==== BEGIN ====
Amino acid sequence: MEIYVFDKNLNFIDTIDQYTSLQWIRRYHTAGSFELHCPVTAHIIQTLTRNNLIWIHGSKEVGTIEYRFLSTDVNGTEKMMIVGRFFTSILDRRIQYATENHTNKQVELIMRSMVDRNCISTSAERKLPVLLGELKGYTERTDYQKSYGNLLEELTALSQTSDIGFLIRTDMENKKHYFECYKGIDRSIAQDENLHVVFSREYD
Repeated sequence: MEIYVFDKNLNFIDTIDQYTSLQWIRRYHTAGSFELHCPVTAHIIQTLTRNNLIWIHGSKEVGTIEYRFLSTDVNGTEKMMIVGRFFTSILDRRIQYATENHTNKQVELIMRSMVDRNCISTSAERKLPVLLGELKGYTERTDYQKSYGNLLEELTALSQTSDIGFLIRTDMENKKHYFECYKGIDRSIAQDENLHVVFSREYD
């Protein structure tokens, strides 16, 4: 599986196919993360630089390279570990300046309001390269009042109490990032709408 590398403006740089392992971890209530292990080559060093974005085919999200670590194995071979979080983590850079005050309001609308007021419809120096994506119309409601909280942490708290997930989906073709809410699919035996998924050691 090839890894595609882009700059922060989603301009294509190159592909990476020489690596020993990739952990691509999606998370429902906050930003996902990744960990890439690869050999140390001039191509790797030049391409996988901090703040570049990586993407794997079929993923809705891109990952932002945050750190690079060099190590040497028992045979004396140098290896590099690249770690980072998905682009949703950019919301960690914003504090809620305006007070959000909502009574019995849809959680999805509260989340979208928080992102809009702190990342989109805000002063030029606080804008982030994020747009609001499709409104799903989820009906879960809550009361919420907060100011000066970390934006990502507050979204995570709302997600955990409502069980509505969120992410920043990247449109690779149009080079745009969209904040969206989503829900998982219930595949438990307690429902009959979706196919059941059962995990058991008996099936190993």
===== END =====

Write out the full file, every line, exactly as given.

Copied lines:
Amino acid sequence: MEIYVFDKNLNFIDTIDQYTSLQWIRRYHTAGSFELHCPVTAHIIQTLTRNNLIWIHGSKEVGTIEYRFLSTDVNGTEKMMIVGRFFTSILDRRIQYATENHTNKQVELIMRSMVDRNCISTSAERKLPVLLGELKGYTERTDYQKSYGNLLEELTALSQTSDIGFLIRTDMENKKHYFECYKGIDRSIAQDENLHVVFSREYD
Repeated sequence: MEIYVFDKNLNFIDTIDQYTSLQWIRRYHTAGSFELHCPVTAHIIQTLTRNNLIWIHGSKEVGTIEYRFLSTDVNGTEKMMIVGRFFTSILDRRIQYATENHTNKQVELIMRSMVDRNCISTSAERKLPVLLGELKGYTERTDYQKSYGNLLEELTALSQTSDIGFLIRTDMENKKHYFECYKGIDRSIAQDENLHVVFSREYD
């Protein structure tokens, strides 16, 4: 599986196919993360630089390279570990300046309001390269009042109490990032709408 590398403006740089392992971890209530292990080559060093974005085919999200670590194995071979979080983590850079005050309001609308007021419809120096994506119309409601909280942490708290997930989906073709809410699919035996998924050691 090839890894595609882009700059922060989603301009294509190159592909990476020489690596020993990739952990691509999606998370429902906050930003996902990744960990890439690869050999140390001039191509790797030049391409996988901090703040570049990586993407794997079929993923809705891109990952932002945050750190690079060099190590040497028992045979004396140098290896590099690249770690980072998905682009949703950019919301960690914003504090809620305006007070959000909502009574019995849809959680999805509260989340979208928080992102809009702190990342989109805000002063030029606080804008982030994020747009609001499709409104799903989820009906879960809550009361919420907060100011000066970390934006990502507050979204995570709302997600955990409502069980509505969120992410920043990247449109690779149009080079745009969209904040969206989503829900998982219930595949438990307690429902009959979706196919059941059962995990058991008996099936190993």